Dear Friends

DF 11 - Meanwhile (June 99)

Dear Friends,

I think I met Beavis and Butthead at the Maritim Hotel in Darmstadt.

Whilst putting down my towel on the sauna bench, I glanced around in the dim red light to acknowledge others present; which is the usual courtesy. In sanctuaries such as this, greetings normally take the form of a nod or a quiet hello.

'Hey dude'and a staccato burst of 'HEH,HEH,HEH,HEH' made me check my whereabouts. For a moment it went through my mind that I must have died and gone to MTV.

Serves me right I suppose. Wow, this must be the lowest level. Was I really that bad? Couldn't I have been given Purgatory or Limbo? or at the very least that place where you stand up to your waist in liquid excrement (known coarsely as the Sea of Shit), and it doesn't seem so bad until the Devil comes by on his jet-ski, and, in tones of demented hilarity, screams 'OK you scumbuckets! Tea-break's over, back on yer heads'.

The moment passed. I glanced reassuringly at my nakedness and that of my closest neighbour, who was uncomfortably returning from her brief state of flushed invisibility. We smiled bleakly at our immediate future, but it wasn't so bad.

Beavis and Butthead (I'm sure it was them) got up and left after a few more minutes, courteously 'Hey duding' and 'HEH,HEH,HEH,HEHing' as they went. We exhaled.

I replayed the scene. Incongruity headed the bill. A rhino leaping out of your wardrobe, that sort of thing. Well maybe not a rhino, they don't exactly leap do they; but certainly a tiger. Yes, you're reaching in, fumbling through pockets in search of some long forgotten note that will purchase the cure for an imminent thirst, when you hear the rumble of an idling Harley Davidson down amongst your shoes.

Fearful of alerting downstairs to your immoderate intentions, you try to muffle the roar by closing the door quietly, with a squinced expression. Not that you can shut a door with anything so feeble as an expression; unless, perhaps, you frown quite hard at the same time as you are squincing. That would be a puckered squince, which triggers a primitive form of tele-kinesis. But it still needs practise. So this Bengal Harley unexpectedly gggrrraaawwwws in your face, and thankfully you pass out; rather more painlessly and a lot earlier than planned.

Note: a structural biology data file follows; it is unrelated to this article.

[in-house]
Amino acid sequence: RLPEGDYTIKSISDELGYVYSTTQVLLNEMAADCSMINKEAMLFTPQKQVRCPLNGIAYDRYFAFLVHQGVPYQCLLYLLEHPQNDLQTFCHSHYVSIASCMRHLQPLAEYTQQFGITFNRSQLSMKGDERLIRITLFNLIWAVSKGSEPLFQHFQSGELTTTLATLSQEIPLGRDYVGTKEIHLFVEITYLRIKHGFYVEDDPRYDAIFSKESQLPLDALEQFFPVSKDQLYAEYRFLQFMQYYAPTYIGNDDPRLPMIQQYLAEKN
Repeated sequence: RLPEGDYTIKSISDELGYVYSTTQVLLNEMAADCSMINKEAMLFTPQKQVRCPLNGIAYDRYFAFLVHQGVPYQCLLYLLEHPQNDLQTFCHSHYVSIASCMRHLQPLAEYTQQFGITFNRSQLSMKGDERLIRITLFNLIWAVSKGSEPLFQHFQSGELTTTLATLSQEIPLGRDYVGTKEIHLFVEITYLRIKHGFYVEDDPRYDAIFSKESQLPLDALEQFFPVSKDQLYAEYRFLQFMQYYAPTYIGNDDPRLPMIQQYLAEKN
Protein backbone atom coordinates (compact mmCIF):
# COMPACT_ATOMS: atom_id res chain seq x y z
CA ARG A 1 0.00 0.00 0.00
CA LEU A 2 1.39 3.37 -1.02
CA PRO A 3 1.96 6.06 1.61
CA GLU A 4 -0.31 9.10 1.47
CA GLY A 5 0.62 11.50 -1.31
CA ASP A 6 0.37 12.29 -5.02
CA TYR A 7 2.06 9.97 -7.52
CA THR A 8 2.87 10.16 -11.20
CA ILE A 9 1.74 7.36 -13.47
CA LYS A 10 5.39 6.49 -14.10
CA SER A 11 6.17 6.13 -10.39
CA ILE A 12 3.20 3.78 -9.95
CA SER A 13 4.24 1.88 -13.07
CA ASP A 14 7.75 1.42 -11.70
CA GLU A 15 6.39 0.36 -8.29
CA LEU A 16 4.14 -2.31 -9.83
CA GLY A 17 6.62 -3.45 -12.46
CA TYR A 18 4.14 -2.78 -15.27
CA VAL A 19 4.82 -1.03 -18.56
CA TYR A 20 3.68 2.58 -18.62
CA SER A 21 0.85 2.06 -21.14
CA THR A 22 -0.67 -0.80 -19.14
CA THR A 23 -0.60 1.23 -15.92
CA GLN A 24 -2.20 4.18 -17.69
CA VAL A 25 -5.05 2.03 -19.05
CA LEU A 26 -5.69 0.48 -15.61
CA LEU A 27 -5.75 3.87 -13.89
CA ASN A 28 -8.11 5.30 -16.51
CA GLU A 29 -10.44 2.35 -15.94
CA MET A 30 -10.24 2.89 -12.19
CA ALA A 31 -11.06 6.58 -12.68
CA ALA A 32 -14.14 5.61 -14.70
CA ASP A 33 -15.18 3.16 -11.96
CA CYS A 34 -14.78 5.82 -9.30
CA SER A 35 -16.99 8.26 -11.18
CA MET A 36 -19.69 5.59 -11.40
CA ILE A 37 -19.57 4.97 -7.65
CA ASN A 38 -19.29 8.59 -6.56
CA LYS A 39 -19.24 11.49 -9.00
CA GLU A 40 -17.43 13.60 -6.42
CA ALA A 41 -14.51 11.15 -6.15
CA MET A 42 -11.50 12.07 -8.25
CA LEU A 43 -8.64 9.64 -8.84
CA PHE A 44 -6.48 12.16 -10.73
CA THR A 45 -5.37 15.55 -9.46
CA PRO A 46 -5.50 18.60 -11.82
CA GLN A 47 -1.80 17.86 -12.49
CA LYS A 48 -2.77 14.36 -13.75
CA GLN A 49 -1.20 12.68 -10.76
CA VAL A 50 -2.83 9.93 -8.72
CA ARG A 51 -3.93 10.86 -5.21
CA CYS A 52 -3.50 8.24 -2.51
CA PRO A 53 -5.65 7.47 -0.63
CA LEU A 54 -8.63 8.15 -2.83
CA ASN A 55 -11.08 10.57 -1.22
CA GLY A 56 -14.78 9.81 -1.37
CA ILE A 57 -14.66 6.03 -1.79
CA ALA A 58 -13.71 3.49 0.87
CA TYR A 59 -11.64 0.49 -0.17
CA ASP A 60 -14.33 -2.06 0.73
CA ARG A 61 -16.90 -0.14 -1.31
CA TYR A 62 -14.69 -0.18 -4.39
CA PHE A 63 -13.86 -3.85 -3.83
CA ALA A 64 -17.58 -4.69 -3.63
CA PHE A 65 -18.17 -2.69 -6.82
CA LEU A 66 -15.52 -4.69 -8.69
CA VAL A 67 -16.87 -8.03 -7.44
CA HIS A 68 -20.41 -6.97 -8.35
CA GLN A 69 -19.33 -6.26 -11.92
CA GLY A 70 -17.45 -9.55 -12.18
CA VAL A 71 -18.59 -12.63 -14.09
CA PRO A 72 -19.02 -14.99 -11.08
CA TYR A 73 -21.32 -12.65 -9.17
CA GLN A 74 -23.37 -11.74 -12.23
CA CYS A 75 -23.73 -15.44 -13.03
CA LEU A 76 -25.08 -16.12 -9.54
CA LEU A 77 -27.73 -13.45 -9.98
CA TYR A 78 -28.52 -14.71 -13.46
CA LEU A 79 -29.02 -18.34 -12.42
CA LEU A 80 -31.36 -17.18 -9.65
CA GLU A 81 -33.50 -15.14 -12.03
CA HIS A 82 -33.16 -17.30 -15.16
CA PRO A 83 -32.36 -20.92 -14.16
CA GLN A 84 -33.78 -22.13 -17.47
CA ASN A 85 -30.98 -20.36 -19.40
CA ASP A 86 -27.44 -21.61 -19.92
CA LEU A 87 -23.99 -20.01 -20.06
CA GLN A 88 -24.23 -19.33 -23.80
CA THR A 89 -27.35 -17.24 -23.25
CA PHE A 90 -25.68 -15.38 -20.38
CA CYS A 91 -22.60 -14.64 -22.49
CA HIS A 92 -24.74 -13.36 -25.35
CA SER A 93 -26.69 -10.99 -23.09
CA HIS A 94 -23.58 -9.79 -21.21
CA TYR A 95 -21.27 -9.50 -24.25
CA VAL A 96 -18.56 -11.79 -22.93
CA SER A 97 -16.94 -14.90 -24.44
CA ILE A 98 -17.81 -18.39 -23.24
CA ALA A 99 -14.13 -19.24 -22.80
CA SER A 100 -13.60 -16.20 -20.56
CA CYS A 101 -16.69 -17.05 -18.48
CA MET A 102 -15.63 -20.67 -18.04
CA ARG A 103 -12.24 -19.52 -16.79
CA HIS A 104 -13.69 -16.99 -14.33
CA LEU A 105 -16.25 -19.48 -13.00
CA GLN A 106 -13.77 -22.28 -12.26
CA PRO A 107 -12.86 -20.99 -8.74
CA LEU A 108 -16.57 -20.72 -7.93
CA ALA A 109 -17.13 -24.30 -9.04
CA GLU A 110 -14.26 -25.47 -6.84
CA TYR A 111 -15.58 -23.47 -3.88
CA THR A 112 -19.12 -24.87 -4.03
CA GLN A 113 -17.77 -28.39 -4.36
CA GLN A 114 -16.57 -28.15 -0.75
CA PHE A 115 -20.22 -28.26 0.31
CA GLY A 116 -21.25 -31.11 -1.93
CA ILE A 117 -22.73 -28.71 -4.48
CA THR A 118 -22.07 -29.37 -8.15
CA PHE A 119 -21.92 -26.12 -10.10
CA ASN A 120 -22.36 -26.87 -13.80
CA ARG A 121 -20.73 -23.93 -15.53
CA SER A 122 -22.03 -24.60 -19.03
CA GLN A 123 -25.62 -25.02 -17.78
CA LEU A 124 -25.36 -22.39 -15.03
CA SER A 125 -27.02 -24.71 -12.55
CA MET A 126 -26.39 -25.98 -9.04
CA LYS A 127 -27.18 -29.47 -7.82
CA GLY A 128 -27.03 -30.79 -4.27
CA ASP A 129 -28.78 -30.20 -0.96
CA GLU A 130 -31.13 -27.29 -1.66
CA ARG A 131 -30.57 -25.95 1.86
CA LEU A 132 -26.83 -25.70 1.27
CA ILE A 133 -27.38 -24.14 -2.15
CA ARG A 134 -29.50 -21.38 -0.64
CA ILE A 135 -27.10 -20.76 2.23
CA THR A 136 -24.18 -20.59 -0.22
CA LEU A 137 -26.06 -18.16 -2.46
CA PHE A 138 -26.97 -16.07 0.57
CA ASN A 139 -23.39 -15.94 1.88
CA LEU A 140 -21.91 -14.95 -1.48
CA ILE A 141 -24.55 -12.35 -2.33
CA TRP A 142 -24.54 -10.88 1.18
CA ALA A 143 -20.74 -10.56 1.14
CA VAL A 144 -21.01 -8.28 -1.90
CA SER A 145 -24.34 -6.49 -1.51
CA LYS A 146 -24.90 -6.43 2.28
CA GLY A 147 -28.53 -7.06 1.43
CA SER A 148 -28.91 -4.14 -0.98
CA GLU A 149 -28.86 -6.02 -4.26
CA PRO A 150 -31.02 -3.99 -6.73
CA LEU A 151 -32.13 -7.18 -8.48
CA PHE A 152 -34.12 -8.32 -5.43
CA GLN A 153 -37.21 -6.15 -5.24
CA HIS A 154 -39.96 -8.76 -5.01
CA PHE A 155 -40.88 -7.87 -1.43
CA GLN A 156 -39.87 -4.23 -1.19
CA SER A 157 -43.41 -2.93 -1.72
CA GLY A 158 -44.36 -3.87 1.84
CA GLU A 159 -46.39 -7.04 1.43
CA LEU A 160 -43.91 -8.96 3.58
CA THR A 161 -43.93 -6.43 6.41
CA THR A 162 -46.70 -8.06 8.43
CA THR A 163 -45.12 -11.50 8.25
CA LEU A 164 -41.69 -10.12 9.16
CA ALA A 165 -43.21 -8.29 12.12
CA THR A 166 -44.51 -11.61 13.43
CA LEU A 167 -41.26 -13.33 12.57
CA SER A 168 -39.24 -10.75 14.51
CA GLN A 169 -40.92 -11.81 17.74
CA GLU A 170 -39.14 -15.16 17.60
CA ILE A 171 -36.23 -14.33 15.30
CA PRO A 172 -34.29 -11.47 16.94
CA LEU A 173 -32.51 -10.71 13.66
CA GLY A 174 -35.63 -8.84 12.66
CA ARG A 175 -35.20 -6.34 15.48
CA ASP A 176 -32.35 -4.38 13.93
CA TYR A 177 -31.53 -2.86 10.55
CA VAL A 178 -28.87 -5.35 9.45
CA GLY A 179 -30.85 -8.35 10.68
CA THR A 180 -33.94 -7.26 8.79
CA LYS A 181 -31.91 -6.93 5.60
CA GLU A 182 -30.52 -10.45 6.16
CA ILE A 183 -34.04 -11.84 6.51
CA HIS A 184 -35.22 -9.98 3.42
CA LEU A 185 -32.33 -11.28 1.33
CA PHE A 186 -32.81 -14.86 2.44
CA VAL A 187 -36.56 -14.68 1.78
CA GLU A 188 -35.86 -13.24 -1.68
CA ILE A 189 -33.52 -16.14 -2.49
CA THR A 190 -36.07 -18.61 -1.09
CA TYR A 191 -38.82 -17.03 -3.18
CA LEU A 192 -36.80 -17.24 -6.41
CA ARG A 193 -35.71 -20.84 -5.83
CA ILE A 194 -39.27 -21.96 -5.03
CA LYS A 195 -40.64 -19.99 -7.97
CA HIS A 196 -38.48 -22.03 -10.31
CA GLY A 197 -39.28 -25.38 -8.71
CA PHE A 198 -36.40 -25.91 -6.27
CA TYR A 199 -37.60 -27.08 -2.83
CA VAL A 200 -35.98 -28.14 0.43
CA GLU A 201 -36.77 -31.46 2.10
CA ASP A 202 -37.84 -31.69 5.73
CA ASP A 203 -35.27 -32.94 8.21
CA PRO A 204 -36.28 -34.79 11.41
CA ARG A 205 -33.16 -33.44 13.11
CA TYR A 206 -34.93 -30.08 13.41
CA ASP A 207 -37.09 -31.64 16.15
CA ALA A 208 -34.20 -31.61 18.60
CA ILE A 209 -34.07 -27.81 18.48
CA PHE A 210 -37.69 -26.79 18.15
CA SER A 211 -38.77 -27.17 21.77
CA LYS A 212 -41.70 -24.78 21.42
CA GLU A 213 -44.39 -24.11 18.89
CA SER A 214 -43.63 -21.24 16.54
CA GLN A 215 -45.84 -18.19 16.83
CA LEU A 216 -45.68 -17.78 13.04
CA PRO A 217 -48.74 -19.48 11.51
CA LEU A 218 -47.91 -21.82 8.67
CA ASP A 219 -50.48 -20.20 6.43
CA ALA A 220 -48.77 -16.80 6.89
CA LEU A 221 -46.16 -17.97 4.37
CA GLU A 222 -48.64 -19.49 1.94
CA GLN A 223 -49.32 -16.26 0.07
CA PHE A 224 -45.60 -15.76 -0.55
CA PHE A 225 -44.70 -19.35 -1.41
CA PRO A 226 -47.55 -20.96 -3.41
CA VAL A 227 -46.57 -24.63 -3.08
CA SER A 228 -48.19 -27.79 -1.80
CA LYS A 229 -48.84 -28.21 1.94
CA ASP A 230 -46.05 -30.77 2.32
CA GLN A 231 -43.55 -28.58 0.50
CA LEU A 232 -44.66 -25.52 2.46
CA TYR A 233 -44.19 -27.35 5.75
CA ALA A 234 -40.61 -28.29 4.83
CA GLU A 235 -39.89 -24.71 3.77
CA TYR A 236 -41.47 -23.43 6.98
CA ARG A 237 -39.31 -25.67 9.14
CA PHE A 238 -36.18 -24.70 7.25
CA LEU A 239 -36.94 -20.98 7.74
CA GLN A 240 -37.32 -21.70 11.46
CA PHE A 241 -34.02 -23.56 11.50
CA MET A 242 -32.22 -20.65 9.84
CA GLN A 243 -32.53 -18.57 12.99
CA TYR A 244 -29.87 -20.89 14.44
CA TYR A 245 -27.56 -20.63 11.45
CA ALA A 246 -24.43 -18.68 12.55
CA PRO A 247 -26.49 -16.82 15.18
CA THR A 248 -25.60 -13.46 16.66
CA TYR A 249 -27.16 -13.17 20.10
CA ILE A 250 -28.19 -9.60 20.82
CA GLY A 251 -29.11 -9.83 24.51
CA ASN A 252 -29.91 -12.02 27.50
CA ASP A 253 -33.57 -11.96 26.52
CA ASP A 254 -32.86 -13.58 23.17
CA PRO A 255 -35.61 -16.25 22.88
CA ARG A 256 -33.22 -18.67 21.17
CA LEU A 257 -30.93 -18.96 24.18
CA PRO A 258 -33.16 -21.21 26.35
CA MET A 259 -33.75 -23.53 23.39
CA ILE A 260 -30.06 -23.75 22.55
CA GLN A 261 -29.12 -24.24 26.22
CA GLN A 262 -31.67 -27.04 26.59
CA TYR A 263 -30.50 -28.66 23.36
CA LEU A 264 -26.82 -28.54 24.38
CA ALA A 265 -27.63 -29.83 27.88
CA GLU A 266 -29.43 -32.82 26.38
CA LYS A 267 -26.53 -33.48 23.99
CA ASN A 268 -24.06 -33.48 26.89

Meanwhile, back in Darmstadt, I was assimilating my MTV experience. I have never, ever, seen anyone go into (or, as it happens, come out of) a sauna with all their clothes on. Those two 'dudes' were very fashionably clad. Very big trainers, very big socks, very big shorts and very big tee-shirts (all the more noticeable in contrast to their very small heads). No, I've never seen that before; not in a sauna. It was definitely Beavis and Butthead.

Most hotels have a pool and a sauna or a steam room, and I use them all the time. They are particularly useful when, accidentally, I might have had one too many the night before, and wake up with a cauliflower tongue.

Talking about notes. A well-publicised announcement from Mr. Blur (a red herring to other infamy, no doubt) stated that the Bank of England is going to sell most of it's gold. Promisary notes, bank notes, bearer notes, whatever you like to call them; 'I promise to pay the bearer upon demand etc.' will henceforth be supported, or underwritten, by, erm, 'something else but we haven't worked it out yet, anyway the important thing is gold is old-fashioned stuff and don't forget lots of other people in Europe don't like it because we've got more than them and oops.' And so on. Really, this happens all the time.

The next day a strange thing happened. Faced with the news that England was about to dump its load and therefore create a glut, the price of gold collapsed. Who would have thought it possible?

When the Pound does collapse, what will happen to that 'promise to pay'? With what? 'Sorry, we sold the gold. How about some, erm, Euros?' Oh, that'll do nicely Mr. Blur.